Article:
Piqua – I don’t know how good Piqua will be this year by way of record.  Since their title winning year in 2006 they’ve averaged about six wins per season.  But if you talk to rival coaches in the new MVL (Miami Valley League…the old GWOC North), they’ll tell you that the cycle that favored the Indians back then with Brandon Saine, Justin Hemm, and Phil Collier has come around again, like the comet Kohoutek.  Bill Nees, himself, in his 27th year, acknowledges that his Indians have a lot of talent (young talent) in the pipeline, they’ll be athletic, and complement an experienced group of contributors who missed time last year with injury, when the Indians finished, not surprisingly, 6-4.  Now in Division II, Region 7, coaches say they’re going to be good.  But more, they say they’re going to be EVEN BETTER for the next two years.  After 13 years, that’s intriguing.

Brad Luthman gets to see his young Redskins under fire early, with non-con games against Covington and Fort Loramie.

St. Henry – Like Versailles and Piqua, it’s been a long time since St. Henry rang the bell for a state title in football – 2006 – and the coach then was Jeff Starkey.  It was also a time that when the Redskins came out of the locker room it seemed like ant hill emptying.  They dressed 80, routinely.  But the cycle comes and goes, and in recent years the ‘Skins have dressed in the 50s and they’ve made a habit of finishing just behind Marion, Coldwater, and Minster in terms of post-season success.  But now, like with Piqua and Versailles, bigger classes portend bigger and talented athletes at St. Henry, and Brad Luthman’s sophomore and junior class promises to entertain and complement a smallish senior class in 2019.  How many will they win?  Hard to say this year, but there’s no substitute for experience in football and Luthman has to be licking his chops to see his young football team against enemy fire.  And how cool would that be…to see the ant hill empty out, and back-to-the-future football again in St. Henry?

Coldwater – Just up the road five miles from St. Henry they’ve had a lot of people wondering for a couple of years now.  How can you routinely graduate twenty or more at Coldwater year after year and stay that competitive?  Well, the senior class was down a bit last spring, but still they lost enough of those skill position players to make you wonder about one more year.  Then…a month ago Chip Otten shared with me that he kinda’ liked the way things were looking for 2019.  Uh-Oh!  They’ve got a senior quarterback back for a second year (Jason Hemmelgarn), and an emerging talent in tight end Noah Miller, who at 6’5″ and 220 pounds portends a nightmare for opposing secondarys.  It’s still a head scratch to look at the roster and figure it all out, but Otten and his excellent staff have done it for years.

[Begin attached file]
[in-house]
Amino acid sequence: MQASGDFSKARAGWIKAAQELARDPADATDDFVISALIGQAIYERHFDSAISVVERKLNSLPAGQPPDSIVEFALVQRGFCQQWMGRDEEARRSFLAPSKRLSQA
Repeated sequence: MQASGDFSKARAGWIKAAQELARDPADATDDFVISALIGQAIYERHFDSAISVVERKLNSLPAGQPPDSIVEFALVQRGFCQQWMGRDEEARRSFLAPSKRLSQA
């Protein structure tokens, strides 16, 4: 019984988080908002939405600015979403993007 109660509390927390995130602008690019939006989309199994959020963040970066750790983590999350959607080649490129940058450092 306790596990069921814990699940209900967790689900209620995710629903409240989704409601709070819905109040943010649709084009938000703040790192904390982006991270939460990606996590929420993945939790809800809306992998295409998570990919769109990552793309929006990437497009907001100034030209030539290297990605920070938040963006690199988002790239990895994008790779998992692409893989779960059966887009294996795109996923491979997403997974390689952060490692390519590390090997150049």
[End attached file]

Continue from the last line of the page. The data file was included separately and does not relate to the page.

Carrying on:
We’ll see soon if the grass is greener at home for Matt Burgbacher and the Tipp Red Devils.

Tipp City – I’m very anxious to see why, in football terms, Matt Burgbacher chose to leave Troy and go back to coach at his alma mater in Tipp City.  One thing sure, the Red Devils are not going to be the favorite in the MVL this year, not with what Burgbacher built in Troy still looming, along with Piqua.  But he swears the good days are not far off, with talent on hand at the varsity level about to bloom, and a solid feeder nucleus waiting their turn in the wings.  They finished 5-5 last year, and lost heart-breakers in two of their last four games…to Sidney (16-14 and Piqua (14-13).  One thing certain, no one will work harder to develop the next group of Cole Barhorsts than Burgbacher, and no one is capable of building quicker, as he did in Fort Loramie and Troy.  All they need is the tincture of time.  In the meantime…!

Fort Loramie –  One of the programs I’ve thought about since the end of last November is Fort Loramie, who seemed to get everything they could out of their best season ever, winning twelve games, and three playoff games, before losing to eventual state champion McComb in the state semi-final game, 28-14.  As disappointing as that was, you wonder…was that simply the stepping stone to something even bigger in 2019?  Second-year coach Spencer Wells believes they can crank it up again because he has his quarterback back (Collin Moore), some returning skill players, and size in his interior lines.  In addition, they play in Division VII, Region 28, which except for one notable exception looks to be the most doable region in southwest Ohio.  That one notable exception, of course, is Marion Local!  So, whatever’s left in the tank for Loramie I’m intrigued to see how far they can go – and can they take that next step to Canton?  They start out with Minster, St. Henry, Miami East, and Covington, so…your guess is as good as mine.